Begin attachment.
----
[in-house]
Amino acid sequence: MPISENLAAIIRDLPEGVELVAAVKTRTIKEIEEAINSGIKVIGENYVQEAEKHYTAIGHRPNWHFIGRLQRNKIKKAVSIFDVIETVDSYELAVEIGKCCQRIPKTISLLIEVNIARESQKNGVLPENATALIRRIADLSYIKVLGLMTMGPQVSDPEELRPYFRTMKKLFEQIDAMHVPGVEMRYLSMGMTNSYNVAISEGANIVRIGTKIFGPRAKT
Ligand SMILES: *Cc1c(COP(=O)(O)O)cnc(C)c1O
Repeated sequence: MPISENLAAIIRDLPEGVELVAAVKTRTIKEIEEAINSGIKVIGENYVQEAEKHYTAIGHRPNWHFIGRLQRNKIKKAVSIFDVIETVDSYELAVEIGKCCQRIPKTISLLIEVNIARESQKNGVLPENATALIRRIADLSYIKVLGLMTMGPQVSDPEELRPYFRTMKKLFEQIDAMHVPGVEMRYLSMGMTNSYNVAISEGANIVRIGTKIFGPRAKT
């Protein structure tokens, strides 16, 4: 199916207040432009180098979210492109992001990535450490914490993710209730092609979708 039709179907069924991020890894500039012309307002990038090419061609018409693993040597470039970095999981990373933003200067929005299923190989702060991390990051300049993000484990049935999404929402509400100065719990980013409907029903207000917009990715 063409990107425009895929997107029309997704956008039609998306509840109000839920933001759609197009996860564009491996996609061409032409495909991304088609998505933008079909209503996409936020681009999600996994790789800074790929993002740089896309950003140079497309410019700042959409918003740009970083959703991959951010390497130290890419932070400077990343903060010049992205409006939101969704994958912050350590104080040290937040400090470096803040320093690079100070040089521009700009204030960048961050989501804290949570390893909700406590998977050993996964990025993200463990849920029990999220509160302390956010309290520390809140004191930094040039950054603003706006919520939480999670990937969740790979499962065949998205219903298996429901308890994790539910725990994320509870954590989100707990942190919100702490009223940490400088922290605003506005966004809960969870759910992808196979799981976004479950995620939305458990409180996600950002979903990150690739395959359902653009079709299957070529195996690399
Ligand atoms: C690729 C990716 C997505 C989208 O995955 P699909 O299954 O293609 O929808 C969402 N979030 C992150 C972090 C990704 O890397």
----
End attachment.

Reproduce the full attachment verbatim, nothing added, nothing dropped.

[in-house]
Amino acid sequence: MPISENLAAIIRDLPEGVELVAAVKTRTIKEIEEAINSGIKVIGENYVQEAEKHYTAIGHRPNWHFIGRLQRNKIKKAVSIFDVIETVDSYELAVEIGKCCQRIPKTISLLIEVNIARESQKNGVLPENATALIRRIADLSYIKVLGLMTMGPQVSDPEELRPYFRTMKKLFEQIDAMHVPGVEMRYLSMGMTNSYNVAISEGANIVRIGTKIFGPRAKT
Ligand SMILES: *Cc1c(COP(=O)(O)O)cnc(C)c1O
Repeated sequence: MPISENLAAIIRDLPEGVELVAAVKTRTIKEIEEAINSGIKVIGENYVQEAEKHYTAIGHRPNWHFIGRLQRNKIKKAVSIFDVIETVDSYELAVEIGKCCQRIPKTISLLIEVNIARESQKNGVLPENATALIRRIADLSYIKVLGLMTMGPQVSDPEELRPYFRTMKKLFEQIDAMHVPGVEMRYLSMGMTNSYNVAISEGANIVRIGTKIFGPRAKT
């Protein structure tokens, strides 16, 4: 199916207040432009180098979210492109992001990535450490914490993710209730092609979708 039709179907069924991020890894500039012309307002990038090419061609018409693993040597470039970095999981990373933003200067929005299923190989702060991390990051300049993000484990049935999404929402509400100065719990980013409907029903207000917009990715 063409990107425009895929997107029309997704956008039609998306509840109000839920933001759609197009996860564009491996996609061409032409495909991304088609998505933008079909209503996409936020681009999600996994790789800074790929993002740089896309950003140079497309410019700042959409918003740009970083959703991959951010390497130290890419932070400077990343903060010049992205409006939101969704994958912050350590104080040290937040400090470096803040320093690079100070040089521009700009204030960048961050989501804290949570390893909700406590998977050993996964990025993200463990849920029990999220509160302390956010309290520390809140004191930094040039950054603003706006919520939480999670990937969740790979499962065949998205219903298996429901308890994790539910725990994320509870954590989100707990942190919100702490009223940490400088922290605003506005966004809960969870759910992808196979799981976004479950995620939305458990409180996600950002979903990150690739395959359902653009079709299957070529195996690399
Ligand atoms: C690729 C990716 C997505 C989208 O995955 P699909 O299954 O293609 O929808 C969402 N979030 C992150 C972090 C990704 O890397």